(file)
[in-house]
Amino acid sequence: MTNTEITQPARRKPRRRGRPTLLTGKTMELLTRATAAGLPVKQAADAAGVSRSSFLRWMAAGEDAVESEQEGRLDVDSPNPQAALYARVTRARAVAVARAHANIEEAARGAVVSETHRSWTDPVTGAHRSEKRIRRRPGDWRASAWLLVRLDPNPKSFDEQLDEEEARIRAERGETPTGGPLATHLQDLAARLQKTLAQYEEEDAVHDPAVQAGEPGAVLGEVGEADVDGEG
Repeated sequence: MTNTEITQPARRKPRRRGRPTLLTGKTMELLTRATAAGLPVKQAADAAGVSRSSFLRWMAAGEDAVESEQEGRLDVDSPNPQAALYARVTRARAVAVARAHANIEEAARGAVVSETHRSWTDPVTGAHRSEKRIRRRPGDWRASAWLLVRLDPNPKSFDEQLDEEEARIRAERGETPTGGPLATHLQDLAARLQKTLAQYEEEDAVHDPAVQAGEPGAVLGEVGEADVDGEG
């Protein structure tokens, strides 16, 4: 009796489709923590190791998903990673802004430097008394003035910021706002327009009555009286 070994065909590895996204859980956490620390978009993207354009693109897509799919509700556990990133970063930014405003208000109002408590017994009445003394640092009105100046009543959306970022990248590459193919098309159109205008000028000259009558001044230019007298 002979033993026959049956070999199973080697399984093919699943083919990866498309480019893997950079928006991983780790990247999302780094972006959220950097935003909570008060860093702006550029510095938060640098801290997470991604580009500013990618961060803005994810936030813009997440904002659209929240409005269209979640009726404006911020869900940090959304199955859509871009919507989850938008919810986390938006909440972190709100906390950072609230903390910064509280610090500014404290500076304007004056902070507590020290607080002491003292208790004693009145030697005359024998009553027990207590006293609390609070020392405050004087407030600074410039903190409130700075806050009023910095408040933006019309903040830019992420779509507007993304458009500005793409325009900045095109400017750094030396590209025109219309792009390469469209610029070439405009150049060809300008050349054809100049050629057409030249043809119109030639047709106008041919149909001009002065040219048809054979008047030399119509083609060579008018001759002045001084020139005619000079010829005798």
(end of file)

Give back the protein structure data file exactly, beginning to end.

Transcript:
[in-house]
Amino acid sequence: MTNTEITQPARRKPRRRGRPTLLTGKTMELLTRATAAGLPVKQAADAAGVSRSSFLRWMAAGEDAVESEQEGRLDVDSPNPQAALYARVTRARAVAVARAHANIEEAARGAVVSETHRSWTDPVTGAHRSEKRIRRRPGDWRASAWLLVRLDPNPKSFDEQLDEEEARIRAERGETPTGGPLATHLQDLAARLQKTLAQYEEEDAVHDPAVQAGEPGAVLGEVGEADVDGEG
Repeated sequence: MTNTEITQPARRKPRRRGRPTLLTGKTMELLTRATAAGLPVKQAADAAGVSRSSFLRWMAAGEDAVESEQEGRLDVDSPNPQAALYARVTRARAVAVARAHANIEEAARGAVVSETHRSWTDPVTGAHRSEKRIRRRPGDWRASAWLLVRLDPNPKSFDEQLDEEEARIRAERGETPTGGPLATHLQDLAARLQKTLAQYEEEDAVHDPAVQAGEPGAVLGEVGEADVDGEG
């Protein structure tokens, strides 16, 4: 009796489709923590190791998903990673802004430097008394003035910021706002327009009555009286 070994065909590895996204859980956490620390978009993207354009693109897509799919509700556990990133970063930014405003208000109002408590017994009445003394640092009105100046009543959306970022990248590459193919098309159109205008000028000259009558001044230019007298 002979033993026959049956070999199973080697399984093919699943083919990866498309480019893997950079928006991983780790990247999302780094972006959220950097935003909570008060860093702006550029510095938060640098801290997470991604580009500013990618961060803005994810936030813009997440904002659209929240409005269209979640009726404006911020869900940090959304199955859509871009919507989850938008919810986390938006909440972190709100906390950072609230903390910064509280610090500014404290500076304007004056902070507590020290607080002491003292208790004693009145030697005359024998009553027990207590006293609390609070020392405050004087407030600074410039903190409130700075806050009023910095408040933006019309903040830019992420779509507007993304458009500005793409325009900045095109400017750094030396590209025109219309792009390469469209610029070439405009150049060809300008050349054809100049050629057409030249043809119109030639047709106008041919149909001009002065040219048809054979008047030399119509083609060579008018001759002045001084020139005619000079010829005798």